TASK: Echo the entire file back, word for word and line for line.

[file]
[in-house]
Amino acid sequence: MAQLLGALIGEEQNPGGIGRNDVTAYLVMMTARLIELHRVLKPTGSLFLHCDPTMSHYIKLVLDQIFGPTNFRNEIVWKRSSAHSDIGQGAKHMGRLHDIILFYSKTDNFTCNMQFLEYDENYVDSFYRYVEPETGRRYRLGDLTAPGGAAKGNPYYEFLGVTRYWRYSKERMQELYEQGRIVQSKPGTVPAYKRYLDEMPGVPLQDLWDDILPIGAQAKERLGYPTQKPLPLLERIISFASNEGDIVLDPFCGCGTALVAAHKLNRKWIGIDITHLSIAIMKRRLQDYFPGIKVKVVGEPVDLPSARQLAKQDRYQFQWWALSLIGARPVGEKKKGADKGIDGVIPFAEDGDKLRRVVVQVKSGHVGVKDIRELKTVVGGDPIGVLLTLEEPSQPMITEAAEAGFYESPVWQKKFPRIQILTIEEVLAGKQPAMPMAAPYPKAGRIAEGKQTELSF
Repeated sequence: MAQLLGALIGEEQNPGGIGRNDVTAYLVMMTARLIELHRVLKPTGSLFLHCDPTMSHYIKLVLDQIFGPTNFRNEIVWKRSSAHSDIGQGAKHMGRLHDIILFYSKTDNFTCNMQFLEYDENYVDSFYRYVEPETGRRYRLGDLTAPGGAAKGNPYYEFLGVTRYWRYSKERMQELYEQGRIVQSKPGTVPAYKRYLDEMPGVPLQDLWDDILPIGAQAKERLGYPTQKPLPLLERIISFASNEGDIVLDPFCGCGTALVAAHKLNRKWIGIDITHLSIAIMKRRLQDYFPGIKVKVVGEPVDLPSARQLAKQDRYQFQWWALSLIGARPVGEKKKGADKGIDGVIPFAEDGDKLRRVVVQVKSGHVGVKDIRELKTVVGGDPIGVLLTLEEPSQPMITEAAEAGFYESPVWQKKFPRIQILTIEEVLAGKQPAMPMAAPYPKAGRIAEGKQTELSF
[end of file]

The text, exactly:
[in-house]
Amino acid sequence: MAQLLGALIGEEQNPGGIGRNDVTAYLVMMTARLIELHRVLKPTGSLFLHCDPTMSHYIKLVLDQIFGPTNFRNEIVWKRSSAHSDIGQGAKHMGRLHDIILFYSKTDNFTCNMQFLEYDENYVDSFYRYVEPETGRRYRLGDLTAPGGAAKGNPYYEFLGVTRYWRYSKERMQELYEQGRIVQSKPGTVPAYKRYLDEMPGVPLQDLWDDILPIGAQAKERLGYPTQKPLPLLERIISFASNEGDIVLDPFCGCGTALVAAHKLNRKWIGIDITHLSIAIMKRRLQDYFPGIKVKVVGEPVDLPSARQLAKQDRYQFQWWALSLIGARPVGEKKKGADKGIDGVIPFAEDGDKLRRVVVQVKSGHVGVKDIRELKTVVGGDPIGVLLTLEEPSQPMITEAAEAGFYESPVWQKKFPRIQILTIEEVLAGKQPAMPMAAPYPKAGRIAEGKQTELSF
Repeated sequence: MAQLLGALIGEEQNPGGIGRNDVTAYLVMMTARLIELHRVLKPTGSLFLHCDPTMSHYIKLVLDQIFGPTNFRNEIVWKRSSAHSDIGQGAKHMGRLHDIILFYSKTDNFTCNMQFLEYDENYVDSFYRYVEPETGRRYRLGDLTAPGGAAKGNPYYEFLGVTRYWRYSKERMQELYEQGRIVQSKPGTVPAYKRYLDEMPGVPLQDLWDDILPIGAQAKERLGYPTQKPLPLLERIISFASNEGDIVLDPFCGCGTALVAAHKLNRKWIGIDITHLSIAIMKRRLQDYFPGIKVKVVGEPVDLPSARQLAKQDRYQFQWWALSLIGARPVGEKKKGADKGIDGVIPFAEDGDKLRRVVVQVKSGHVGVKDIRELKTVVGGDPIGVLLTLEEPSQPMITEAAEAGFYESPVWQKKFPRIQILTIEEVLAGKQPAMPMAAPYPKAGRIAEGKQTELSF